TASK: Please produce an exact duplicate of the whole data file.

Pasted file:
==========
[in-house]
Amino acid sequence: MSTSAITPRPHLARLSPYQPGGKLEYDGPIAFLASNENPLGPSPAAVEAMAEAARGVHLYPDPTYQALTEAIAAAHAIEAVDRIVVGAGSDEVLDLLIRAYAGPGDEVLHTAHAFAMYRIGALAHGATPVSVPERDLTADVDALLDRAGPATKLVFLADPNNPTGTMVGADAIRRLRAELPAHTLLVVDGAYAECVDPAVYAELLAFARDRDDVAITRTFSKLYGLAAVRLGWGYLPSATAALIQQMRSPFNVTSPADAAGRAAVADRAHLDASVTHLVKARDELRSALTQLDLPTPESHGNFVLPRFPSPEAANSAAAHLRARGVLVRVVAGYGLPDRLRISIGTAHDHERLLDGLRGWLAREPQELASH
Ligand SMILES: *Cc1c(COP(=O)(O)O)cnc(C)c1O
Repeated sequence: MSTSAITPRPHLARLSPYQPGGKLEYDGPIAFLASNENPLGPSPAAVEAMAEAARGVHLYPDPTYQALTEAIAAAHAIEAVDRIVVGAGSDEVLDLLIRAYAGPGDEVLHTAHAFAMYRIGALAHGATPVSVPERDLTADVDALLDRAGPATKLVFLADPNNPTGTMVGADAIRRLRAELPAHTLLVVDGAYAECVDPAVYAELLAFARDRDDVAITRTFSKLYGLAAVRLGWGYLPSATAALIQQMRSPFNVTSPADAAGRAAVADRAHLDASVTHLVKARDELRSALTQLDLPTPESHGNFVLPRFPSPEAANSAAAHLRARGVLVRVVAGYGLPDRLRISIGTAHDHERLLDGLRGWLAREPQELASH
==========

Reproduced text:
[in-house]
Amino acid sequence: MSTSAITPRPHLARLSPYQPGGKLEYDGPIAFLASNENPLGPSPAAVEAMAEAARGVHLYPDPTYQALTEAIAAAHAIEAVDRIVVGAGSDEVLDLLIRAYAGPGDEVLHTAHAFAMYRIGALAHGATPVSVPERDLTADVDALLDRAGPATKLVFLADPNNPTGTMVGADAIRRLRAELPAHTLLVVDGAYAECVDPAVYAELLAFARDRDDVAITRTFSKLYGLAAVRLGWGYLPSATAALIQQMRSPFNVTSPADAAGRAAVADRAHLDASVTHLVKARDELRSALTQLDLPTPESHGNFVLPRFPSPEAANSAAAHLRARGVLVRVVAGYGLPDRLRISIGTAHDHERLLDGLRGWLAREPQELASH
Ligand SMILES: *Cc1c(COP(=O)(O)O)cnc(C)c1O
Repeated sequence: MSTSAITPRPHLARLSPYQPGGKLEYDGPIAFLASNENPLGPSPAAVEAMAEAARGVHLYPDPTYQALTEAIAAAHAIEAVDRIVVGAGSDEVLDLLIRAYAGPGDEVLHTAHAFAMYRIGALAHGATPVSVPERDLTADVDALLDRAGPATKLVFLADPNNPTGTMVGADAIRRLRAELPAHTLLVVDGAYAECVDPAVYAELLAFARDRDDVAITRTFSKLYGLAAVRLGWGYLPSATAALIQQMRSPFNVTSPADAAGRAAVADRAHLDASVTHLVKARDELRSALTQLDLPTPESHGNFVLPRFPSPEAANSAAAHLRARGVLVRVVAGYGLPDRLRISIGTAHDHERLLDGLRGWLAREPQELASH